Cedar Hill Real Estate Information

A mid-sized suburban community split between Dallas and Ellis counties, Cedar Hill, Texas, lies 16 miles from the downtown Dallas area. It was the original seat of Dallas County and makes up an area of more than 35 square miles. The community is standard and largely upper-middle class, with more than 32,000 residents counted at the 2000 census. Those residents had an annual median household income of just over $60,000, providing most residents with ample income to purchase their own real estate.

The community was once the county seat for Dallas County, lying along the Chisholm Trail, until 1856, when a tornado passed through the town, killing nine residents and destroying most of the properties and its infrastructure and buildings. The county seat was relocate to Dallas shortly thereafter. The community is full over evergreen cedar trees and sits an elevation of about 800 feet above sea level, making it the highest point from the Red River on the Texas-Oklahoma border all the way to the Gulf Coast, and thus it got its name: Cedar Hill.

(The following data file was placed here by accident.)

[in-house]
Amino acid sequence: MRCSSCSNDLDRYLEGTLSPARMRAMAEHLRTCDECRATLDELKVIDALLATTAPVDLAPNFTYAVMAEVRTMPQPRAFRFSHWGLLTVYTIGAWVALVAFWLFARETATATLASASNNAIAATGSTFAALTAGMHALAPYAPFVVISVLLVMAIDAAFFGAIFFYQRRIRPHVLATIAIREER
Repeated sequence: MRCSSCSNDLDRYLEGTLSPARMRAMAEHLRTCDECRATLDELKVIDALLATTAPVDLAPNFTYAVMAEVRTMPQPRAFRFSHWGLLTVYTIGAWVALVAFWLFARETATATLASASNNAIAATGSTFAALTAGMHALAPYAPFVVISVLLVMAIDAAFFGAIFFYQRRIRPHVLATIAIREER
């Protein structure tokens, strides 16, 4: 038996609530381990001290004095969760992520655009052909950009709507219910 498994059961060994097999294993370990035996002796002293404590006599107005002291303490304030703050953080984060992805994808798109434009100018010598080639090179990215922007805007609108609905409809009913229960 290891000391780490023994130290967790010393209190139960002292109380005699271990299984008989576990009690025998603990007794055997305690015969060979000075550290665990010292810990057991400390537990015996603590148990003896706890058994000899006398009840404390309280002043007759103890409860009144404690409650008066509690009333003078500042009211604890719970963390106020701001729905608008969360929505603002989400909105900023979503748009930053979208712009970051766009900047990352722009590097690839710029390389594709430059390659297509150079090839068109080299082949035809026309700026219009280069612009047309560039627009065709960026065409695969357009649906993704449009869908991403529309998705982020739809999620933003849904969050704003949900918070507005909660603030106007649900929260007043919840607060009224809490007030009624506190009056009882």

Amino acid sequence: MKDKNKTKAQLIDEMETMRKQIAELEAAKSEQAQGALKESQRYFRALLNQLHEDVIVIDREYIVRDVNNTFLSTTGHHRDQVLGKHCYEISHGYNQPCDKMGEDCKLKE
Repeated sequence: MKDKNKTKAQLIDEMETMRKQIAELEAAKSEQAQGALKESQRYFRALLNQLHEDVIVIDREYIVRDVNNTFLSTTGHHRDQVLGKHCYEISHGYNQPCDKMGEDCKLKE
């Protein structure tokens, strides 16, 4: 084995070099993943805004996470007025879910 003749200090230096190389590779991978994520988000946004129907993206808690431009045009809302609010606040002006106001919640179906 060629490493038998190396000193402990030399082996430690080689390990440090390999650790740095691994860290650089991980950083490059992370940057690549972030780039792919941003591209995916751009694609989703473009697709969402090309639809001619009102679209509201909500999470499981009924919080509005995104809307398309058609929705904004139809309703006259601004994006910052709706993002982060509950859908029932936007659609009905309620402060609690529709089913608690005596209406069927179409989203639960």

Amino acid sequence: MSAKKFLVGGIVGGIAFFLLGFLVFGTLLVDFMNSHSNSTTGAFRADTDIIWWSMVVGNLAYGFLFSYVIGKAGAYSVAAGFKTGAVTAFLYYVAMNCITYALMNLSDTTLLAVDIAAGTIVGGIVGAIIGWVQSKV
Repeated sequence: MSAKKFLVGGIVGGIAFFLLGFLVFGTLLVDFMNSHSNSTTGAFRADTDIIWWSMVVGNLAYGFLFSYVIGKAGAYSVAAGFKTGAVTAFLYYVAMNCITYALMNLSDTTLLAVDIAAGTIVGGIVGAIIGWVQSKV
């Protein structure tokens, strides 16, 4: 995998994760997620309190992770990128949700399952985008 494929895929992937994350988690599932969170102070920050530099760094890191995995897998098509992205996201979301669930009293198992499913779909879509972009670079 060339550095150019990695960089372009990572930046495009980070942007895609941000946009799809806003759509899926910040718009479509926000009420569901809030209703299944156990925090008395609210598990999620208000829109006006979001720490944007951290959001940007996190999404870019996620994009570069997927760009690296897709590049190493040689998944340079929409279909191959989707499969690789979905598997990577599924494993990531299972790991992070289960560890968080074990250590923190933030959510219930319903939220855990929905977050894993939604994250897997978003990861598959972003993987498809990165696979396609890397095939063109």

Most children residing within Cedar Hill attend schools in the Cedar Hill Independent School District, though some also are served by the Duncanville Independent School District and the Midlothian Independent School District. Trinity Christian School-Cedar Hill provides private education to students. For post-secondary education, Northwood University, a 4-year private school, is located in the city.

Entertainment ventures run the gamut in Cedar Hill. Joe Pool Lake and Cedar Hill State Park lie just west of the city. Shopping venues abound, with many retail centers. The Plaza at Cedar Hill, opened in 2000, started the retail boom and was followed by Cedar Hill Crossing, Cedar Village, Pleasant Run Towne Crossing, Cedar Hill Pointe and Uptown Village. Residents can learn more about the community at the Cedar Hill Museum of History and enjoy sports and team play at the Cedar Hill Recreation Center. The Audubon's Dogwood Canyon is currently under construction and is planned to open in 2010 with 270 acres of wildlife habitat and a 6,000 square-foot education and visitor’s center.